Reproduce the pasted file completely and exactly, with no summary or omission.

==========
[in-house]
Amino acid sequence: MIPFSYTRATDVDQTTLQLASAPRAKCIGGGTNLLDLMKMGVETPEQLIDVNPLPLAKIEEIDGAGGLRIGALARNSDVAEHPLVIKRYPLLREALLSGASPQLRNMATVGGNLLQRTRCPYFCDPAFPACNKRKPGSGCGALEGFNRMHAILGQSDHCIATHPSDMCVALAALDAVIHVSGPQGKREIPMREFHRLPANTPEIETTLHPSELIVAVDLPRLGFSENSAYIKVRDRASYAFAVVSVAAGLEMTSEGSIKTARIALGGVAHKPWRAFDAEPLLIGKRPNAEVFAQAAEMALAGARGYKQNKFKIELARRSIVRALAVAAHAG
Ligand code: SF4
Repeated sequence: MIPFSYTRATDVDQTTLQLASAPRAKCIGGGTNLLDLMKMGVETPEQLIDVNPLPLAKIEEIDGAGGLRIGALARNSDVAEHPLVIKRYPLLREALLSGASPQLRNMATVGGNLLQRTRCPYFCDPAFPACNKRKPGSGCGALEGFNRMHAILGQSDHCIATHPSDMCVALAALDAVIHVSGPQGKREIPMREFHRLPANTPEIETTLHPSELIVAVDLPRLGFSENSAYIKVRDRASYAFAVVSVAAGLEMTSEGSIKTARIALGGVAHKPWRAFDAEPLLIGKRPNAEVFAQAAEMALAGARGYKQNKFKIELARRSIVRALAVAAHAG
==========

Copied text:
[in-house]
Amino acid sequence: MIPFSYTRATDVDQTTLQLASAPRAKCIGGGTNLLDLMKMGVETPEQLIDVNPLPLAKIEEIDGAGGLRIGALARNSDVAEHPLVIKRYPLLREALLSGASPQLRNMATVGGNLLQRTRCPYFCDPAFPACNKRKPGSGCGALEGFNRMHAILGQSDHCIATHPSDMCVALAALDAVIHVSGPQGKREIPMREFHRLPANTPEIETTLHPSELIVAVDLPRLGFSENSAYIKVRDRASYAFAVVSVAAGLEMTSEGSIKTARIALGGVAHKPWRAFDAEPLLIGKRPNAEVFAQAAEMALAGARGYKQNKFKIELARRSIVRALAVAAHAG
Ligand code: SF4
Repeated sequence: MIPFSYTRATDVDQTTLQLASAPRAKCIGGGTNLLDLMKMGVETPEQLIDVNPLPLAKIEEIDGAGGLRIGALARNSDVAEHPLVIKRYPLLREALLSGASPQLRNMATVGGNLLQRTRCPYFCDPAFPACNKRKPGSGCGALEGFNRMHAILGQSDHCIATHPSDMCVALAALDAVIHVSGPQGKREIPMREFHRLPANTPEIETTLHPSELIVAVDLPRLGFSENSAYIKVRDRASYAFAVVSVAAGLEMTSEGSIKTARIALGGVAHKPWRAFDAEPLLIGKRPNAEVFAQAAEMALAGARGYKQNKFKIELARRSIVRALAVAAHAG